High Total Cost of Operation (TCO): According to Volvo, research suggests us that a truck runs with full payload for only 17 days a month. This is because of wastage of time in idling, brokerage meddling, loading points, inter-state check posts, etc. This determines the need for effective utilisation of the truck to optimize TCO. The average monthly running of trucks needs to move significantly upwards from the current ~8000 km/month. Hence on the regulatory side, there is a need for a framework to increase the efficiency of truck fleets.

Technical Constraints: Currently, no electric truck models are available. This is because of the lack of policy push and mandates for truck electrification. Also, the weight and space considerations, at current energy densities, would be in a range of 5,000-6,000 Kgs, equivalent to a payload loss of 5-10 per cent as compared to diesel. The high charging time for the trucks, would also discourage the truck owners to convert their fleet to electric. There is a need for research and development to manufacture and deploy fast chargers, which could be deployed along various truck corridors.

Highly Fragmented Sector: Around 10 per cent of Indian truck operators own a fleet exceeding 25 trucks. Others own single trucks and rely on third parties to handle their orders. Many brokers are involved in this process. Around 75 per cent of the market is run by small owners who own less than 5 trucks. This is both challenging and encouraging as it diversifies the capital cost requirement. However, it is challenging to convince the single truck owners, who own less trucks. This can affect the zero-emission truck adoption rate. Hence, there is a need for behavioral change among both industry and consumers. If consumers are concerned about how goods reach their destinations, it can lead to demand aggregation. Sales mandate and use of electric trucks for priority sectors can also lead to increase in demand to achieve economies of scale.

Infrastructure Availability: A distinguishing factor of the Indian commercial vehicles market from other markets (including the US & EU) is that the number of Heavy Commercial Vehicles (HCVs) plying on highways is insignificant, largely due to below par road infrastructure. This includes lack of wayside amenities, maintenance and repair facilities, charging infrastructure and parking spaces. There is a need to design and integrate wayside amenities according to the needs of truck operators. Solutions could include mandating dhabas to deploy charging infrastructure, enabling DISCOMs to provide power along the highways and integrating renewable energy in charging infrastructure.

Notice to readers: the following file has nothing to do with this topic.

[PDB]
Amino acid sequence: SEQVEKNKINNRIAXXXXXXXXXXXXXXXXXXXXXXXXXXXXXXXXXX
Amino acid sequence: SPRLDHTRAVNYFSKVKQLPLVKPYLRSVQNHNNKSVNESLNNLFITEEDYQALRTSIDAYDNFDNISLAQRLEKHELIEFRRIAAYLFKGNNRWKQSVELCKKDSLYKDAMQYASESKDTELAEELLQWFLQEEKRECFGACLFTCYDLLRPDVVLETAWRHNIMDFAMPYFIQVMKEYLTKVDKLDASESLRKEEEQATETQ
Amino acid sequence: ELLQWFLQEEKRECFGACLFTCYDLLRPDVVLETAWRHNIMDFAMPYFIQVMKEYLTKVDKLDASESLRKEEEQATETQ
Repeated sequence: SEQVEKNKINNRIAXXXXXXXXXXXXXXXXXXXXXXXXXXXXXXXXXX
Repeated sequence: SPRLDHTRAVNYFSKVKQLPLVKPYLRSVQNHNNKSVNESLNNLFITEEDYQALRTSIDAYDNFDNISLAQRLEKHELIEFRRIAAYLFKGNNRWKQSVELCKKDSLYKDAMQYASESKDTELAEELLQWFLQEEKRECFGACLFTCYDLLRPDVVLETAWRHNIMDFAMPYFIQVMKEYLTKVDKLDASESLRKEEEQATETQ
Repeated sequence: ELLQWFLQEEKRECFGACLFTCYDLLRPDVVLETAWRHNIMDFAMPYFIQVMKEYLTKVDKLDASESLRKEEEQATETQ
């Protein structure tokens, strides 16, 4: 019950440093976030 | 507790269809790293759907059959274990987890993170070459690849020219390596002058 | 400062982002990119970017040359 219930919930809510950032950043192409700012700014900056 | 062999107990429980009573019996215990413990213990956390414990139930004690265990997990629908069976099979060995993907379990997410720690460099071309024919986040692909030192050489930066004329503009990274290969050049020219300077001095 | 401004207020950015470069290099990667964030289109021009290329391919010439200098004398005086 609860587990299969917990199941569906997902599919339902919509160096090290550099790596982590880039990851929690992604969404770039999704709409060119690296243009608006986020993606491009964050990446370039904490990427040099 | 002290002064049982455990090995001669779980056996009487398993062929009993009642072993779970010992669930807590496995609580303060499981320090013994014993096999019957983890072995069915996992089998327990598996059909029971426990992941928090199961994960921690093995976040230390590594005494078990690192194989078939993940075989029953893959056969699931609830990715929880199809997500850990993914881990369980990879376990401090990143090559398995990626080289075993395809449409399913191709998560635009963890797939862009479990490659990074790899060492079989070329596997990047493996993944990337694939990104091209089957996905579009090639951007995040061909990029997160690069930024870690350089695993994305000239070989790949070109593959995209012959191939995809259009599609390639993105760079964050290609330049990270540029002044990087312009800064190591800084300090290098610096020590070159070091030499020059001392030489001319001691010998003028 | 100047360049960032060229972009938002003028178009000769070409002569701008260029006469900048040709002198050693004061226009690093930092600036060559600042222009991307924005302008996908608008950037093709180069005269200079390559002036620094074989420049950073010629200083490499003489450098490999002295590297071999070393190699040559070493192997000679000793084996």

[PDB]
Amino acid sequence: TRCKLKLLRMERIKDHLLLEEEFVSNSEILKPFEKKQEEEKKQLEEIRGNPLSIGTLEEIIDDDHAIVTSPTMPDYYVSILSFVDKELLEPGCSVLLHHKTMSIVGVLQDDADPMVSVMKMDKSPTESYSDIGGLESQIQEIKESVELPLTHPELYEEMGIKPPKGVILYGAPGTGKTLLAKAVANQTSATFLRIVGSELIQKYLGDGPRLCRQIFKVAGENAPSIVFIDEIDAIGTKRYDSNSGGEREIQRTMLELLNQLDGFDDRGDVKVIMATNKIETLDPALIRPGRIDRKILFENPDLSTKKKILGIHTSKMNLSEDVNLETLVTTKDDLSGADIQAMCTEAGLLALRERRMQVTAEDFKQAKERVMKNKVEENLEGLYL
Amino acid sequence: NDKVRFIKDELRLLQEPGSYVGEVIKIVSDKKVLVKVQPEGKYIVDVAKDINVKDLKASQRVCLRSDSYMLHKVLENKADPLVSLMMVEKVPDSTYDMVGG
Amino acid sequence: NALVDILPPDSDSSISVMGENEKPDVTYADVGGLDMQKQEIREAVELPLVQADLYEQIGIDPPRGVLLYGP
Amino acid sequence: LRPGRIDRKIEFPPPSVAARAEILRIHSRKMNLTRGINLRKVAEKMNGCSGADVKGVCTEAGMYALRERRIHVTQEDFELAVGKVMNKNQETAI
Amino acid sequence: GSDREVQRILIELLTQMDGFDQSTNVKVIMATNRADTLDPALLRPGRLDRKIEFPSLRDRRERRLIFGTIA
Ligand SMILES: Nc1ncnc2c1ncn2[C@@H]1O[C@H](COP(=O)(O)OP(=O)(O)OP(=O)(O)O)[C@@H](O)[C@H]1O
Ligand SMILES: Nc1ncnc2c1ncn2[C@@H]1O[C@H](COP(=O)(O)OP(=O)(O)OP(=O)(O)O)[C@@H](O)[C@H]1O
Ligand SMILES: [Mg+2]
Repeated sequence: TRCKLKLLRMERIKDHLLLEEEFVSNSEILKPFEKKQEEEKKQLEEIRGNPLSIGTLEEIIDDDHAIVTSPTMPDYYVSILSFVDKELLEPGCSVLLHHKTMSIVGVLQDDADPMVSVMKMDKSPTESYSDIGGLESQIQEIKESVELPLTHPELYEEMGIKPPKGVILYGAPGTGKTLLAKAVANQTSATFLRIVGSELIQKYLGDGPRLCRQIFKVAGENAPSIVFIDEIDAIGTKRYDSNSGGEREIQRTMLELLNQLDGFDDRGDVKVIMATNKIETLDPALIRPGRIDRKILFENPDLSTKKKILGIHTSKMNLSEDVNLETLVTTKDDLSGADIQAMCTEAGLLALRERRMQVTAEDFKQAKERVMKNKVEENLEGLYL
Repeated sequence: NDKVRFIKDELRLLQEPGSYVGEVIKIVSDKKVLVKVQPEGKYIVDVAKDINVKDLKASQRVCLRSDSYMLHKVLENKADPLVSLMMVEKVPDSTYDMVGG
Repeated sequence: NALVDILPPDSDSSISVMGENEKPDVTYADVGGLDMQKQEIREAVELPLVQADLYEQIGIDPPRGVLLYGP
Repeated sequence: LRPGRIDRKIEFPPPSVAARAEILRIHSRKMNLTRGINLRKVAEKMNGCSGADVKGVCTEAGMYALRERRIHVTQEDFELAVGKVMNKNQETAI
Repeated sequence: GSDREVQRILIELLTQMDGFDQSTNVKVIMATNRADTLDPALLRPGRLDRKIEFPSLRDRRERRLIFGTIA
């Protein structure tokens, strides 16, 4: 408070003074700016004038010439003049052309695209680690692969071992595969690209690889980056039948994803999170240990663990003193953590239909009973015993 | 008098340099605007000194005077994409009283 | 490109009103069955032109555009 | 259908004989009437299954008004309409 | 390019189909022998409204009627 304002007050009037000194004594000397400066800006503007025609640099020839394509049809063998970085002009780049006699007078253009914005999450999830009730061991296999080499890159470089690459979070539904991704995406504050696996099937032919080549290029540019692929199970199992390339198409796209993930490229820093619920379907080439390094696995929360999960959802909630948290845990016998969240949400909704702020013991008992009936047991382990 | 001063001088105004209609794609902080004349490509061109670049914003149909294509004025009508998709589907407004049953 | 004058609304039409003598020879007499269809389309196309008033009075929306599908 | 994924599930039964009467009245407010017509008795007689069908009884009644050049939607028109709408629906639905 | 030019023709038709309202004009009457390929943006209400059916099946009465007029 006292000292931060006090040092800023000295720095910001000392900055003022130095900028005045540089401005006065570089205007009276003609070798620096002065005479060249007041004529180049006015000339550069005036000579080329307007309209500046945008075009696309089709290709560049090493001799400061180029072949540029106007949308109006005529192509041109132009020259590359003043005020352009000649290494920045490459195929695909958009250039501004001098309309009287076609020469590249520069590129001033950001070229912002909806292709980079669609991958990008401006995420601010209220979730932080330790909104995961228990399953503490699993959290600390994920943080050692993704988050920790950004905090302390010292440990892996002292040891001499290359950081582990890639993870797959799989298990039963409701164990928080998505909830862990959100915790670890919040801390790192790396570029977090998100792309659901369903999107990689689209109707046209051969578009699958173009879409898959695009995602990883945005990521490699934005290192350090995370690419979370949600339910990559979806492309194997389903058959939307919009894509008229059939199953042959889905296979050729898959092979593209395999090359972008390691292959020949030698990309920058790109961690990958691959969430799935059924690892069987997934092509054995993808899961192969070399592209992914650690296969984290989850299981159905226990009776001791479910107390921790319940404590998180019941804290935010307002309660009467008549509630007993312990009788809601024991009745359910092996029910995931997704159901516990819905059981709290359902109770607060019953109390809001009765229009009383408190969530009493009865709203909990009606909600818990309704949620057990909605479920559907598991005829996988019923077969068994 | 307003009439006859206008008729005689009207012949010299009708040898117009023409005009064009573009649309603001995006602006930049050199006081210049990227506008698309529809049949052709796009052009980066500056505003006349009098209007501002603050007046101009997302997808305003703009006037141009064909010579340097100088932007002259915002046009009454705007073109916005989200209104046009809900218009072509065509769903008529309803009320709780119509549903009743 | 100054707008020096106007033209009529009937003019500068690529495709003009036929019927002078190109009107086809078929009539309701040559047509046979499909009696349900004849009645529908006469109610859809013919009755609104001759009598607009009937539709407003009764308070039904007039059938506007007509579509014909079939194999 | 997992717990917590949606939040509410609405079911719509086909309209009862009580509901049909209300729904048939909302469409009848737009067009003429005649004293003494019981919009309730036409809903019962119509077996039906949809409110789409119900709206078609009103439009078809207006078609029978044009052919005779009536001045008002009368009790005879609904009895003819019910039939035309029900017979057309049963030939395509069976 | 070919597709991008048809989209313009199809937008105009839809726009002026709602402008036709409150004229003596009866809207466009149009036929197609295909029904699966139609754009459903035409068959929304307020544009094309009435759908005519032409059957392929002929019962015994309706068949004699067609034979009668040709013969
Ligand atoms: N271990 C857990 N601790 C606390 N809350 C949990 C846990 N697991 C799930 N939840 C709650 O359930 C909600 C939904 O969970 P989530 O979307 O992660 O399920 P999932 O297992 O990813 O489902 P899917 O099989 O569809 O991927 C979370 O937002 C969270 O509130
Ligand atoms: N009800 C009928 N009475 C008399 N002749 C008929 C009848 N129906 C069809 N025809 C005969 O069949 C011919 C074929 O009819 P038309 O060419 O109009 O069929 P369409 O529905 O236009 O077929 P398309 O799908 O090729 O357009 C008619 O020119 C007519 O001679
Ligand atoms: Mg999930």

Trucks also account for 21 per cent of all road fatalities in India. Adoption of electric trucks will encourage safer operating conditions for truck drivers and reduce their involvement in road accidents. It can use artificial intelligence to alert drivers in real-time about poor driving, such as speeding, and to reward safe driving. In March 2022, India announced the construction of electric highways with the idea that EVs would not just be limited to small road vehicles—rather buses, medium, and heavy-duty trucks would also be electrified in due time. Thus, Zero Emission Trucks can help lower logistics costs and contribute to the goal of “Developed India by 2047.”

Recent Posts

Role of Local Leadership in attaining Sustainable Development Goals

Anuradha Saigal & Divya Bawa

Read More
Critical Minerals – These are India’s Initiatives to Strengthen the Value Chain and Future Opportunities

Rishabh Jain Council on Energy, Environment and Water (CEEW), and Vivek Chandran, Shakti Sustainable Energy Foundation

Read More
Role of Building Material Industry in Achieving Low Carbon Growth

Sakshi Nathani

Read More
Union Government Should Consider Inclusion of ZEVs as Part of Phase Out Policy for Ice Trucks

Priyadarshini Alok

Read More
Lessons from COP 28

Shubhashis Dey

Read More